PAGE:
Now this is where I get frustrated!
"No, the ENT never ordered the CT scan."
"Oh, do you still want to come in? We can't do anything without the CT scan!"
"Yes, I still want to come in. She said we'd do the CT scan at the next visit, and this is the next visit."
There was more hullaballoo about needing insurance approval and the feeling that I would be wasting the ENT's time, but I don't care. I need someone else to look at Nolan's head and if I cancel this appointment, I have a feeling MORE things will get lost and put off.
The most fabulous moms (and dads) at listen-up.org suggested I create a binder with all of Nolan's medical reports, since lack of communication between the physicians is common. I have all of his hearing related things, but none of his medical things. I'll make sure to get some copies at this next appointment!
Monday, January 7, 2008
"If it would make you feel better," she said, "I will write an order for some films to make sure his head is OK."
Long ago I learned to trust mommy-instinct over anything (or anyone) else, and so I requested an order for head X-rays. An hour and a half later (she forgot about the order the second she left the examining room), I left the pediatrician's office with the order for X-rays.
In other news, he is 13 pounds, 10 ounces (a lightweight) and 26 inches long at four months old. Looks like he's going to be a long and lean little man!
This week is absolutely BOOKED with appointments. Hubby left for Sweden two days after we got back from California, and the car decided to break shortly after his departure. After the pediatrician's appointment, the boys and I spent several fun hours waiting in the mechanic's waiting room. Turns out the bolt holding on the right rear shock has been severed. They ordered the replacement part and it should be in by noon tomorrow. I'm taking the car back tomorrow at 1:00 to get it fixed before we go to Buffalo on Wednesday. That car better run smoothly, because I have some hearing aids to pick up!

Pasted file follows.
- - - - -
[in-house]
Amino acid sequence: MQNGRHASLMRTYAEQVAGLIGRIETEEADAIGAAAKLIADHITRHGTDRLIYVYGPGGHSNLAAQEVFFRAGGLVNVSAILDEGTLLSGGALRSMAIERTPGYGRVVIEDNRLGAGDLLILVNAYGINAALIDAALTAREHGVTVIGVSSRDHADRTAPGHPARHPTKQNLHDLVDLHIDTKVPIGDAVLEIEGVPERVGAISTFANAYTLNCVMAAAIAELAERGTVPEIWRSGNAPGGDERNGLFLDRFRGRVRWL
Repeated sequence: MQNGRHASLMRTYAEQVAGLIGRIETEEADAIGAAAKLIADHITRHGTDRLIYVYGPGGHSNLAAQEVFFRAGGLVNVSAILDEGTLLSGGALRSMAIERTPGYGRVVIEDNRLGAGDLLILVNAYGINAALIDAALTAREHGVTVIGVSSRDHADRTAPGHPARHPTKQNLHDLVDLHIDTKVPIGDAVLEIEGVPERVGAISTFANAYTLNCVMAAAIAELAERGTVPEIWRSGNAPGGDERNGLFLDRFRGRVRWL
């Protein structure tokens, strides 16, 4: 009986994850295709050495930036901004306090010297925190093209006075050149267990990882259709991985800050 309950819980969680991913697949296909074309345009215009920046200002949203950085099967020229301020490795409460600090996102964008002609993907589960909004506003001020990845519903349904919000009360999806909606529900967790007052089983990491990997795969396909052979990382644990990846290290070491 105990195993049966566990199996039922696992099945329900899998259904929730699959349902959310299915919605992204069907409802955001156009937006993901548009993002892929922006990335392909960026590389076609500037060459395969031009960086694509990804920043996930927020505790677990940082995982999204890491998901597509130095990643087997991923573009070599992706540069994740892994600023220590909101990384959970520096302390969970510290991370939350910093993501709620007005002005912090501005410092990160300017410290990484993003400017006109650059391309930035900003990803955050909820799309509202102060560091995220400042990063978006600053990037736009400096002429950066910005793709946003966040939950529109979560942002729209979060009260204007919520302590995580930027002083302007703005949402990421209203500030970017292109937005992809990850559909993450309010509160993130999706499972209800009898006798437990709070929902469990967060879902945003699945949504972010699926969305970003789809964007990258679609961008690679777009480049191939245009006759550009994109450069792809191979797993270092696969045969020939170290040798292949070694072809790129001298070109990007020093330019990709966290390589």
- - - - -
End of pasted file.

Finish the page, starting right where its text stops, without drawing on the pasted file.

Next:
I'll probably do the head X-rays on Thursday and then we have our first day of "school" on Friday with the speech-language pathologist. I'm looking forward to Saturday- we might have a day free of appointments by then!!!
Saturday, January 5, 2008
As he's grown, a silent terror has grown inside of me that something else is wrong with our little boy. We are in the beginning stages of the diagnostic hurdles, and have many doctor appointments scheduled in the coming week. On Monday, I will discuss my concerns about head shape with his pediatrician. Instead of becoming less noticeable, Nolan's forehead is protruding more. I am concerned about craniosynostosis, which can be found with hearing loss. Most of the syndromes including hearing loss and craniosynostosis have other features (such as webbed fingers and/or toes), but I am concerned nonetheless. I have a first cousin who had craniosynostosis as a baby (surgery corrected it at one month of age). This condition is usually dominant, though, and neither Dennis or I ever had it as infants.
Here is a picture of Nolan with his Grandpa on Christmas Day- you can see how elongated his head is becomming:
We will have to wait and see what the pediatrician says on the 7th, and/or what the ENT says on the 9th. He has to have a CT scan for the hearing loss, anyway, so I am hoping they do a cranial X-Ray to make sure the sutures in his head haven't prematurely fused.
My heart will skip a few beats until we get a few more answers. Knowing is always better than not knowing. And I fear for my little guy.